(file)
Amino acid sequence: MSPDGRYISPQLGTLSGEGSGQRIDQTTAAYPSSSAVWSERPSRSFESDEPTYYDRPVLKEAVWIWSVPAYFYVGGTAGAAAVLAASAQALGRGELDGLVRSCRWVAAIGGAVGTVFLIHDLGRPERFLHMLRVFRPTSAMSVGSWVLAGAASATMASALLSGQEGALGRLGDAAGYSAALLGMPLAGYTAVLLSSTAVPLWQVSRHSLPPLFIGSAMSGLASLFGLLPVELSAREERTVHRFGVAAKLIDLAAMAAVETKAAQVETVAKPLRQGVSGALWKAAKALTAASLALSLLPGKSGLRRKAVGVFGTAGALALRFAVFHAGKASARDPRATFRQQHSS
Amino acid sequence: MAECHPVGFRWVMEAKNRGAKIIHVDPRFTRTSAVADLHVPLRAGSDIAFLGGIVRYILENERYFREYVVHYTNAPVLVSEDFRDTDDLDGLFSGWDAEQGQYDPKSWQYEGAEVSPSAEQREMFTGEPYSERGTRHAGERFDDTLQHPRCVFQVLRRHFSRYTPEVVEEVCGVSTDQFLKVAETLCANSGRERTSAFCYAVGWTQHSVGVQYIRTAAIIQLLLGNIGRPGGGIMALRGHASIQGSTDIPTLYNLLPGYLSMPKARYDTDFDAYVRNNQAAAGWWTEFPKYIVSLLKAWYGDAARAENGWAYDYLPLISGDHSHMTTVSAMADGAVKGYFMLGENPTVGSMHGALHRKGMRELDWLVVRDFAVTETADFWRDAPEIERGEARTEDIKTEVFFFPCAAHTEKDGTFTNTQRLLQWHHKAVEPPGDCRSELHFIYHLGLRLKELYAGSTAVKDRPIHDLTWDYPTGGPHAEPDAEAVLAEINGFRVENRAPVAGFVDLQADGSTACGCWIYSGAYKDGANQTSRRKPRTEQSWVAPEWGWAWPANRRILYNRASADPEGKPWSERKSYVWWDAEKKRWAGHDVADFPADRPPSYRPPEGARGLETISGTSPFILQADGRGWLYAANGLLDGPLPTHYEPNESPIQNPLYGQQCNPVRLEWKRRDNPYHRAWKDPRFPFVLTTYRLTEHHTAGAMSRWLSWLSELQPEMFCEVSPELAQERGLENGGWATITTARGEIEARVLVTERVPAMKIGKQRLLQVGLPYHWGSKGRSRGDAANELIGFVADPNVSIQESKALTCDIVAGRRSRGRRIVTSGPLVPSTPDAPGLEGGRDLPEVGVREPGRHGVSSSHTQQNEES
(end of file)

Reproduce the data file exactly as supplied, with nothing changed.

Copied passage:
Amino acid sequence: MSPDGRYISPQLGTLSGEGSGQRIDQTTAAYPSSSAVWSERPSRSFESDEPTYYDRPVLKEAVWIWSVPAYFYVGGTAGAAAVLAASAQALGRGELDGLVRSCRWVAAIGGAVGTVFLIHDLGRPERFLHMLRVFRPTSAMSVGSWVLAGAASATMASALLSGQEGALGRLGDAAGYSAALLGMPLAGYTAVLLSSTAVPLWQVSRHSLPPLFIGSAMSGLASLFGLLPVELSAREERTVHRFGVAAKLIDLAAMAAVETKAAQVETVAKPLRQGVSGALWKAAKALTAASLALSLLPGKSGLRRKAVGVFGTAGALALRFAVFHAGKASARDPRATFRQQHSS
Amino acid sequence: MAECHPVGFRWVMEAKNRGAKIIHVDPRFTRTSAVADLHVPLRAGSDIAFLGGIVRYILENERYFREYVVHYTNAPVLVSEDFRDTDDLDGLFSGWDAEQGQYDPKSWQYEGAEVSPSAEQREMFTGEPYSERGTRHAGERFDDTLQHPRCVFQVLRRHFSRYTPEVVEEVCGVSTDQFLKVAETLCANSGRERTSAFCYAVGWTQHSVGVQYIRTAAIIQLLLGNIGRPGGGIMALRGHASIQGSTDIPTLYNLLPGYLSMPKARYDTDFDAYVRNNQAAAGWWTEFPKYIVSLLKAWYGDAARAENGWAYDYLPLISGDHSHMTTVSAMADGAVKGYFMLGENPTVGSMHGALHRKGMRELDWLVVRDFAVTETADFWRDAPEIERGEARTEDIKTEVFFFPCAAHTEKDGTFTNTQRLLQWHHKAVEPPGDCRSELHFIYHLGLRLKELYAGSTAVKDRPIHDLTWDYPTGGPHAEPDAEAVLAEINGFRVENRAPVAGFVDLQADGSTACGCWIYSGAYKDGANQTSRRKPRTEQSWVAPEWGWAWPANRRILYNRASADPEGKPWSERKSYVWWDAEKKRWAGHDVADFPADRPPSYRPPEGARGLETISGTSPFILQADGRGWLYAANGLLDGPLPTHYEPNESPIQNPLYGQQCNPVRLEWKRRDNPYHRAWKDPRFPFVLTTYRLTEHHTAGAMSRWLSWLSELQPEMFCEVSPELAQERGLENGGWATITTARGEIEARVLVTERVPAMKIGKQRLLQVGLPYHWGSKGRSRGDAANELIGFVADPNVSIQESKALTCDIVAGRRSRGRRIVTSGPLVPSTPDAPGLEGGRDLPEVGVREPGRHGVSSSHTQQNEES